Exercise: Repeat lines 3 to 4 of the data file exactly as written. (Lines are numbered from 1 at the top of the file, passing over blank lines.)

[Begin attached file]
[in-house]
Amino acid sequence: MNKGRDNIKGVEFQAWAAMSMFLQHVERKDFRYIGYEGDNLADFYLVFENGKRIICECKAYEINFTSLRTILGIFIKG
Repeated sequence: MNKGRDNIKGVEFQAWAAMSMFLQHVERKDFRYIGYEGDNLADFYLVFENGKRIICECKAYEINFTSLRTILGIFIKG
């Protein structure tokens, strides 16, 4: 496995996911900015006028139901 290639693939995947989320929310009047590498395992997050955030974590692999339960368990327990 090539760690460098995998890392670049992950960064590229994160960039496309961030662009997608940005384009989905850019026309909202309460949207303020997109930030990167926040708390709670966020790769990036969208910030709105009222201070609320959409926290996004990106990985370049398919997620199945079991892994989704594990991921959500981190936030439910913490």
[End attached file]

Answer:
Repeated sequence: MNKGRDNIKGVEFQAWAAMSMFLQHVERKDFRYIGYEGDNLADFYLVFENGKRIICECKAYEINFTSLRTILGIFIKG
């Protein structure tokens, strides 16, 4: 496995996911900015006028139901 290639693939995947989320929310009047590498395992997050955030974590692999339960368990327990 090539760690460098995998890392670049992950960064590229994160960039496309961030662009997608940005384009989905850019026309909202309460949207303020997109930030990167926040708390709670966020790769990036969208910030709105009222201070609320959409926290996004990106990985370049398919997620199945079991892994989704594990991921959500981190936030439910913490």